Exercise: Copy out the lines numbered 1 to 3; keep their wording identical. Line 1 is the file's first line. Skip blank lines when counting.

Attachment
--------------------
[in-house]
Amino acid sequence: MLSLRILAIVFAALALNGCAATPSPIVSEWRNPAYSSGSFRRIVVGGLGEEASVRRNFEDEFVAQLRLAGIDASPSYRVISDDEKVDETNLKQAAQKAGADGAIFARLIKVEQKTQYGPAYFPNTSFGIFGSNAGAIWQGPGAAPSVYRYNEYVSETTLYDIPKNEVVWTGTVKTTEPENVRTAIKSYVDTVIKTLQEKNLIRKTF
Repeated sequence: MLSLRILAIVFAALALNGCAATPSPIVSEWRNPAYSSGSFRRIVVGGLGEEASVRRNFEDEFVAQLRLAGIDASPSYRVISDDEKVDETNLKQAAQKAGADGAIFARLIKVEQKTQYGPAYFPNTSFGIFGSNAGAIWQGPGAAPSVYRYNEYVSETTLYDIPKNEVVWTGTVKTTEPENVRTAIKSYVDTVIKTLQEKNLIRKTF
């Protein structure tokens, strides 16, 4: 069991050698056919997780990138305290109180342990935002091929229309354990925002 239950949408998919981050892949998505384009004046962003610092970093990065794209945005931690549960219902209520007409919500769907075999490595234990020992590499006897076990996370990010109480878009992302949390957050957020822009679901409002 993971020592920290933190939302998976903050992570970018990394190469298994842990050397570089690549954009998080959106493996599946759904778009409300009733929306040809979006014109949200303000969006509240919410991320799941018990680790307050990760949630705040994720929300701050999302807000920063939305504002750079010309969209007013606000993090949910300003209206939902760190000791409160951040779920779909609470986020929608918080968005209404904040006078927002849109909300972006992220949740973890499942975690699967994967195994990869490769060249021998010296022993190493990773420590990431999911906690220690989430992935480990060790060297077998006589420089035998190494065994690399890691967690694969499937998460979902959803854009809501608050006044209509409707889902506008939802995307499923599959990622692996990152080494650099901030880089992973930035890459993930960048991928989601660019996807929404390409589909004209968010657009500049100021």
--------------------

[in-house]
Amino acid sequence: MLSLRILAIVFAALALNGCAATPSPIVSEWRNPAYSSGSFRRIVVGGLGEEASVRRNFEDEFVAQLRLAGIDASPSYRVISDDEKVDETNLKQAAQKAGADGAIFARLIKVEQKTQYGPAYFPNTSFGIFGSNAGAIWQGPGAAPSVYRYNEYVSETTLYDIPKNEVVWTGTVKTTEPENVRTAIKSYVDTVIKTLQEKNLIRKTF
Repeated sequence: MLSLRILAIVFAALALNGCAATPSPIVSEWRNPAYSSGSFRRIVVGGLGEEASVRRNFEDEFVAQLRLAGIDASPSYRVISDDEKVDETNLKQAAQKAGADGAIFARLIKVEQKTQYGPAYFPNTSFGIFGSNAGAIWQGPGAAPSVYRYNEYVSETTLYDIPKNEVVWTGTVKTTEPENVRTAIKSYVDTVIKTLQEKNLIRKTF